• Elizabeth,

    Thank you so much for taking the time to leave a comment to encourage me and others who will read this! Thankfully I have a very supportive husband! I think that as your daughters become moms and realize how hard it is, they will look at your sacrifices and effort differently. At least I hope so. Being a mom is tough no matter how you do school. 🙂

  • Thank you so much for sharing this! As a former teacher and part-time education consultant It is difficult to feel so lost an ineffective with my own children at times. Most days are good but every now and then we hit that wall. I get this and needed to hear someone else say they are in the same position feeling that homeschooling is the only option. We are there with our oldest and homeschool our younger child, too. Fortunately, our local school district will let homeschoolers participate in the gifted program. They meet there once a week which is certainly not enough but has been a blessing.

  • Thank you for your honest post. We just had a meeting this week with the public school. Here in NH there is no funding for gifted education, so we wondered what the public school would do with our daughter. In the end it seems that homeschooling will continue to be the best option for our family too. Everyone was very kind and told us they would do their best to accommodate her if she was to enroll, but they would not be able to give her the same rich experiences she is getting at home. I did not expect the public school to validate our decision to homeschool, but it was so encouraging to have our hard work recognized by other educators. Good luck in your parenting adventure!

  • I can go one better – I homeschool my “extra-special” daughter because it was our last resort! I never felt “called” to do this and frankly, in some ways, I think my life would be in better balance (emphasis on MY LIFE) if she was still in a public school. However, with her variety of learning disabilities, and after exhausting every remotely plausible (and some that weren’t even remotely plausible) options in our public school district, I faced a simple choice – watch my daughter spiral further into a depression, filled with anxiety and falling further behind every day or protect her mental health and give her half a chance to reach her academic potential. I chose to save her mental health. It’s been the best choice for her, if not for me. This is our 3rd year homeschooling and frankly, I’m tired of not having many options to fill my cup when I need to. Still, I remind myself frequently of the 6, yes 6, IEP meetings we had during her last year in the public school. I remind myself that after one of those meetings, wherein the teacher did not have one single positive thing to say about her, I cried every single day for two weeks when I dropped her off, sending her to the lion’s den when the one person who spent the most time with her made it clear that my daughter didn’t belong in her classroom. Lately, I remind myself of these things multiple times a day, but most of the time, I only have to remember occasionally. My daughter is now happier, more confident, less stressed and making noticeable academic progress. Would it still be a last resort? Selfishly, yes, but ultimately, I know that it’s a short term sacrifice on my part for a long term reward on her part. And if nothing else, I am a mom who will do whatever it takes to make sure my kids have the opportunity to do their best. It’s up to them to do it, but I will do whatever I can to make the opportunity available. I have an older daughter who is thriving in our local public high school. I thank God every day for that, too.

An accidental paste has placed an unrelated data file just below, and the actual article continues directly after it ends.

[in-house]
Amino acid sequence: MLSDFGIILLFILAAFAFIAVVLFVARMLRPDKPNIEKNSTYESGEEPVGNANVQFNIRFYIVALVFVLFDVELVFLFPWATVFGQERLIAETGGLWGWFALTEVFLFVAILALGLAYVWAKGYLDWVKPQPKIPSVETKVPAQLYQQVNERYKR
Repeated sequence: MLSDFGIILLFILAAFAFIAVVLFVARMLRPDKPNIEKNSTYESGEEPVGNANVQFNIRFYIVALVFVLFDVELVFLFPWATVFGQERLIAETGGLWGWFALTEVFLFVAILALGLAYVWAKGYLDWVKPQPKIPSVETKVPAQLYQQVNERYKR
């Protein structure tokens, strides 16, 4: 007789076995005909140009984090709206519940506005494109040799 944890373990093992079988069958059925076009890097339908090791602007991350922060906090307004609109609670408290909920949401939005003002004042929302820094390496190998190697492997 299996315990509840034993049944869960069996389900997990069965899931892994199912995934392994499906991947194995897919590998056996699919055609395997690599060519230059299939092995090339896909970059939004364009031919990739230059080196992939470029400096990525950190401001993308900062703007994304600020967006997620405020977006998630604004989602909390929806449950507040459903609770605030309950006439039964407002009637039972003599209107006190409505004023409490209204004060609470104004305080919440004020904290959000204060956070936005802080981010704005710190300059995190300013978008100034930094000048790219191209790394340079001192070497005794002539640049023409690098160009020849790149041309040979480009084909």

• I am in exactly the same boat. I called my husband walrus and said, “this may be the day I decide to stop homeschooling.” He knew it was a bluff, but he supported anyway (bless him). I needed to read this today 🙂

  • Just found your blog and signed up for emails. We have one son, age 12, who we have always homeschooled. At about age 10, we hit the skids in our schooling with attitude and not wanting to school. Yes, we talked about putting him in public school, But we truly believe God has called us to homeschool still, and I find it encouraging to hear from other homeschool moms who are willing to share their struggles and successes. My son has OCD and he does meet with a therapist, and at times we all meet, which has helped. We also started eating a “clean” diet, which in four weeks has made a big difference in calming down the attitude and anger, though not entirely. I look forward to hearing more from you!